ITALIAN COMPOSER, ORCHESTRATOR, CONDUCTOR, TRUMPETER
Ennio Morricone was born in Rome in 1928 under fascist rule. He went to school with Sergio Leone, with whom he would later notably collaborate on numerous popular Spaghetti Western films. As a child, he was a passionate chess player, competing in amateur tournaments and against notable chess world champions.
He married Maria Travia in 1956, and they had four children together. He lived in Rome for most of his life, despite his popularity and prominence in the United States. He is quoted as saying that he was even offered a free villa in Hollywood and declined, as he preferred to live in Italy.
From an early age, it was clear that Ennio Morricone was going to become something special in the music industry. Working under the tutelage of Goffredo Petrassi, Morricone completed a four-year trumpet course in just six months when he was only twelve.
Morricone earned multiple diplomas at the Conservatorio di Santa Cecilia in Rome, including one in the trumpet and another in composition. Towards the end of the 1950s, he began working in composing for radio drama and television, as it was easier for him to make a living this way than by being an orchestral conductor. His first film score was for Luciano Salce’s film “Il Federale”, an Italian drama set in 1944 and released in 1961.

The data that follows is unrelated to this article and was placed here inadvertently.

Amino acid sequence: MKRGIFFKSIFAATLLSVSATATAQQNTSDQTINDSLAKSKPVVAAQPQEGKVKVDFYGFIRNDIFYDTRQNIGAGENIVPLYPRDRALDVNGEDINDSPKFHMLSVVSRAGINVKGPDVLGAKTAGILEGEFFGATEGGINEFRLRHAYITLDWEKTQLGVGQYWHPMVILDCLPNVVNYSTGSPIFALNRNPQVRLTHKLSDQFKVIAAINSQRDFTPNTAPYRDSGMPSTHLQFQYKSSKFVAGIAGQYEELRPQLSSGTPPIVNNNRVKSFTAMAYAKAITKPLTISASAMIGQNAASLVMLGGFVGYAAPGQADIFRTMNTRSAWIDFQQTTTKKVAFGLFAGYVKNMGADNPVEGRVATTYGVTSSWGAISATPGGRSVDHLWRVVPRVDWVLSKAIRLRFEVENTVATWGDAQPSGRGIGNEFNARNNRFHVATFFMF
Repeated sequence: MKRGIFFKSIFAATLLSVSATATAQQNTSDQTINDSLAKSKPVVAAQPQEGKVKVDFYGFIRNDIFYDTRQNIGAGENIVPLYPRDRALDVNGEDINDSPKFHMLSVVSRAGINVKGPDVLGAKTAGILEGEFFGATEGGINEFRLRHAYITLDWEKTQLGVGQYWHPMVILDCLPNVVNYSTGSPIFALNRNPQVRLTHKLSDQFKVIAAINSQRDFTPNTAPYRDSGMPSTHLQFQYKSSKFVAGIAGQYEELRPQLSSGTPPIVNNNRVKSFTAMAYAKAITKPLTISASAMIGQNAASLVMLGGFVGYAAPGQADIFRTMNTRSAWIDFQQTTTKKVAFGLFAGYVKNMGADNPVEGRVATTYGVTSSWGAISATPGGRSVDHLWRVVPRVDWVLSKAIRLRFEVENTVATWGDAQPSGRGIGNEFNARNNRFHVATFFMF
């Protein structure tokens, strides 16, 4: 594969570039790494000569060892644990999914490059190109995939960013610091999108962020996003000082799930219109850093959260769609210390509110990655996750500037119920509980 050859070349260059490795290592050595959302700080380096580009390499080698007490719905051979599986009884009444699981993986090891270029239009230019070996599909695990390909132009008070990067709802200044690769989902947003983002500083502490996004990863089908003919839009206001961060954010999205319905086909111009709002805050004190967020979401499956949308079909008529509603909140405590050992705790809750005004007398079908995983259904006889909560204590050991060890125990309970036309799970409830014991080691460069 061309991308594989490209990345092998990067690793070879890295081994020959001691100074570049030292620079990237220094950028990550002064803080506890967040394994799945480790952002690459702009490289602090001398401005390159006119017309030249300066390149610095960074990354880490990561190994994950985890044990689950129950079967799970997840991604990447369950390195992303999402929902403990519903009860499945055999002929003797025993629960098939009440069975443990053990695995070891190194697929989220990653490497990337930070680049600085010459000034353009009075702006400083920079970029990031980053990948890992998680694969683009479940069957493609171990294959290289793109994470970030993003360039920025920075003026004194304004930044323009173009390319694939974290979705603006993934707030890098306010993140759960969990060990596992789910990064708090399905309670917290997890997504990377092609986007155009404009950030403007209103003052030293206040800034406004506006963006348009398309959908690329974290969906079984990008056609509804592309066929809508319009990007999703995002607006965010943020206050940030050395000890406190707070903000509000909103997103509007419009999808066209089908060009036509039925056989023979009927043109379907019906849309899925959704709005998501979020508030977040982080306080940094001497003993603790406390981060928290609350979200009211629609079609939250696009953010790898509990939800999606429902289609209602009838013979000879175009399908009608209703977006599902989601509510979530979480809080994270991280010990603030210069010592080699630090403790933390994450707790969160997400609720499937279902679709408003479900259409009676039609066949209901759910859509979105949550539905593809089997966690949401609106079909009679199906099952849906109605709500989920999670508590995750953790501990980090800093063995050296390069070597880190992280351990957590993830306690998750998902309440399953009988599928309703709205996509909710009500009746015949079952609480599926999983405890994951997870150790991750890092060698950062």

During the rise in popularity of Spaghetti Western films in the mid-1960s, Morricone worked with his old classmate Sergio Leone and scored the films “A Fistful of Dollars”, “For a Few Dollars More”, “The Good, The Bad and The Ugly”, “Once Upon a Time in The West” and “A Fistful of Dynamite”. These soundtracks are widely considered to be Morricone’s highest regarded works, with such compositions as “The Ecstasy of Gold” ascending to iconic status and being seen as genre-defining.
Though these may be the works he is most famous for, Morricone himself points out that his Spaghetti Western compositions only comprise a small percentage of his film scores (of which there are over 450!) Other notable films Morricone scored include “The Untouchables”, “Cinema Paradiso” and many of writer-director Quentin Tarantino’s works. Another particularly memorable composition of Ennio’s would be that of John Carpenter’s “The Thing”, in which a heartbeat-like pulse sound elevates the tense atmosphere of some of the most evocative scenes in the film.
Morricone has been very prolific in his concert work too, composing over one hundred pieces. From 2001 he began focusing on conducting some of his film pieces in numerous concerts across numerous continents. In 2007 a tribute album was made called “We All Love Ennio Morricone” and featured prominent artists such as Andrea Bocelli, Metallica, Bruce Springsteen and Herbie Hancock, covering some of Morricone’s most famous works.
Morricone passed away on 6 July 2020, aged 91. By this point, a world-renowned master of his craft, the Italian Cultural Ministry described him as “a musician of refined skill who with his melodies has been able to excite and make the whole world dream.”
Did You Know?
World-renowned metal band Metallica plays Morricone’s “The Ecstasy of Gold” through the speakers in every venue before walking out on stage, because it warms up both them and the audience for the show!
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